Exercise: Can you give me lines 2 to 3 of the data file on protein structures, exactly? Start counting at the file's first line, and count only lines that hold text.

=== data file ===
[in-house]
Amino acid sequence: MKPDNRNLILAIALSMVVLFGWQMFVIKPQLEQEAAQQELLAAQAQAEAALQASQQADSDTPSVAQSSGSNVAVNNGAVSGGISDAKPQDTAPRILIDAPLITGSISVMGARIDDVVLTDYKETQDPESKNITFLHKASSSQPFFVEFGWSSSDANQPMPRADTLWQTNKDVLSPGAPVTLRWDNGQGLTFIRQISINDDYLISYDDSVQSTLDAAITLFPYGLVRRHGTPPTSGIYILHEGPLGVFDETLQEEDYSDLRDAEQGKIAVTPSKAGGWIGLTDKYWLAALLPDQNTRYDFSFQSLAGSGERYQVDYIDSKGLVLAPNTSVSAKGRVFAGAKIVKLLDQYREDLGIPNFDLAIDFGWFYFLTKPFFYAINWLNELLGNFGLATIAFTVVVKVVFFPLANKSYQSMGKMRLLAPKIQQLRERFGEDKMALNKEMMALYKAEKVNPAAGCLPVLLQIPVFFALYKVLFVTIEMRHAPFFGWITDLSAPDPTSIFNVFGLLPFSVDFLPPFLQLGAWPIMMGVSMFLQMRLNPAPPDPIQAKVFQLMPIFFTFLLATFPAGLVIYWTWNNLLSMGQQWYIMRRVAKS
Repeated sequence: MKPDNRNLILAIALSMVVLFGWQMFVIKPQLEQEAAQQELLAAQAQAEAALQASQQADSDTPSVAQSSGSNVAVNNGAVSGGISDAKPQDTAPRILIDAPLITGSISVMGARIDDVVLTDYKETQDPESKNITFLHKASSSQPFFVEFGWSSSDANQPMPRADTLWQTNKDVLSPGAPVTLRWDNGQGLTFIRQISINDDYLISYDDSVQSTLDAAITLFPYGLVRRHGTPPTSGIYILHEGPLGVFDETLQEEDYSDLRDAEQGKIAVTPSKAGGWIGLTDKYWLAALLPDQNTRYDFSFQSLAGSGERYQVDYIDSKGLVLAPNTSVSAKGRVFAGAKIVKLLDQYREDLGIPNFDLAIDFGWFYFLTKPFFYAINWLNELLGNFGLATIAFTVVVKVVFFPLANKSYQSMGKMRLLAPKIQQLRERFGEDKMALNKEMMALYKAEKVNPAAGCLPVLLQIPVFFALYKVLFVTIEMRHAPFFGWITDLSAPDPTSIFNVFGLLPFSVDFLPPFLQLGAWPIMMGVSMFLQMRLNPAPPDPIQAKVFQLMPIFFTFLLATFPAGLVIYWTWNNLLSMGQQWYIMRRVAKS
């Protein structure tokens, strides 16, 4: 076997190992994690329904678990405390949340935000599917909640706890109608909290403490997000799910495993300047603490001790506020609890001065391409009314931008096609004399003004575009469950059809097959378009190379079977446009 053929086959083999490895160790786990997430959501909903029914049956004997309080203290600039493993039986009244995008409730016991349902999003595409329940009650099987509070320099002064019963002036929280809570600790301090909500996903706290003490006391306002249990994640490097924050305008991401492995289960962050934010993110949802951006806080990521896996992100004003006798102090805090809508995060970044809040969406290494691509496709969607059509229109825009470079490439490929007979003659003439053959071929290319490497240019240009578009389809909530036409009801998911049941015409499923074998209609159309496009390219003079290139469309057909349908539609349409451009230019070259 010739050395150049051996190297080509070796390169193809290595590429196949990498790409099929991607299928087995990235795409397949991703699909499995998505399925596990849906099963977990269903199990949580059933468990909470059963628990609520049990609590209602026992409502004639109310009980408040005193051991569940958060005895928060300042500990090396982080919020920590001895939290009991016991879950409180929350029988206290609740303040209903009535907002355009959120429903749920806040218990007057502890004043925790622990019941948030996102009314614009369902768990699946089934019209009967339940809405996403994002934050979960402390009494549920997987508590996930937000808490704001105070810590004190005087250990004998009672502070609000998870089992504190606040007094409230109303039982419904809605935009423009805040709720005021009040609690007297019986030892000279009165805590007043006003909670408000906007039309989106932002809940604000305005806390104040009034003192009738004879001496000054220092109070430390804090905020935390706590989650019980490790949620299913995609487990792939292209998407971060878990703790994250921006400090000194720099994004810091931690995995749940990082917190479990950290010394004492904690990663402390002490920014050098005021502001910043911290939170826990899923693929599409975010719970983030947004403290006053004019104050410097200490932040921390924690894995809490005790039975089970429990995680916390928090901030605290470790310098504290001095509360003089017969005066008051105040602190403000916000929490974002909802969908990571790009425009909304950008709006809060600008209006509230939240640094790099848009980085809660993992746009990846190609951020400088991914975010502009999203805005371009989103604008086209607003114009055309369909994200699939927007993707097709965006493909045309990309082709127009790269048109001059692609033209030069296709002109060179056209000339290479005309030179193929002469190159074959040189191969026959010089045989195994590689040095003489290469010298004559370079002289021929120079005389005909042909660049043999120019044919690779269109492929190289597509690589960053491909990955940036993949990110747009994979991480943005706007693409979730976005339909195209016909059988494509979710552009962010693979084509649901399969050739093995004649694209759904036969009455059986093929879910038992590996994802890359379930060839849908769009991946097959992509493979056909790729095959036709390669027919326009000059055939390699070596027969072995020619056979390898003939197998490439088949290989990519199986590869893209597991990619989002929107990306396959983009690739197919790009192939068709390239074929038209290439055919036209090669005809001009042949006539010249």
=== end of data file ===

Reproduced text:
Amino acid sequence: MKPDNRNLILAIALSMVVLFGWQMFVIKPQLEQEAAQQELLAAQAQAEAALQASQQADSDTPSVAQSSGSNVAVNNGAVSGGISDAKPQDTAPRILIDAPLITGSISVMGARIDDVVLTDYKETQDPESKNITFLHKASSSQPFFVEFGWSSSDANQPMPRADTLWQTNKDVLSPGAPVTLRWDNGQGLTFIRQISINDDYLISYDDSVQSTLDAAITLFPYGLVRRHGTPPTSGIYILHEGPLGVFDETLQEEDYSDLRDAEQGKIAVTPSKAGGWIGLTDKYWLAALLPDQNTRYDFSFQSLAGSGERYQVDYIDSKGLVLAPNTSVSAKGRVFAGAKIVKLLDQYREDLGIPNFDLAIDFGWFYFLTKPFFYAINWLNELLGNFGLATIAFTVVVKVVFFPLANKSYQSMGKMRLLAPKIQQLRERFGEDKMALNKEMMALYKAEKVNPAAGCLPVLLQIPVFFALYKVLFVTIEMRHAPFFGWITDLSAPDPTSIFNVFGLLPFSVDFLPPFLQLGAWPIMMGVSMFLQMRLNPAPPDPIQAKVFQLMPIFFTFLLATFPAGLVIYWTWNNLLSMGQQWYIMRRVAKS
Repeated sequence: MKPDNRNLILAIALSMVVLFGWQMFVIKPQLEQEAAQQELLAAQAQAEAALQASQQADSDTPSVAQSSGSNVAVNNGAVSGGISDAKPQDTAPRILIDAPLITGSISVMGARIDDVVLTDYKETQDPESKNITFLHKASSSQPFFVEFGWSSSDANQPMPRADTLWQTNKDVLSPGAPVTLRWDNGQGLTFIRQISINDDYLISYDDSVQSTLDAAITLFPYGLVRRHGTPPTSGIYILHEGPLGVFDETLQEEDYSDLRDAEQGKIAVTPSKAGGWIGLTDKYWLAALLPDQNTRYDFSFQSLAGSGERYQVDYIDSKGLVLAPNTSVSAKGRVFAGAKIVKLLDQYREDLGIPNFDLAIDFGWFYFLTKPFFYAINWLNELLGNFGLATIAFTVVVKVVFFPLANKSYQSMGKMRLLAPKIQQLRERFGEDKMALNKEMMALYKAEKVNPAAGCLPVLLQIPVFFALYKVLFVTIEMRHAPFFGWITDLSAPDPTSIFNVFGLLPFSVDFLPPFLQLGAWPIMMGVSMFLQMRLNPAPPDPIQAKVFQLMPIFFTFLLATFPAGLVIYWTWNNLLSMGQQWYIMRRVAKS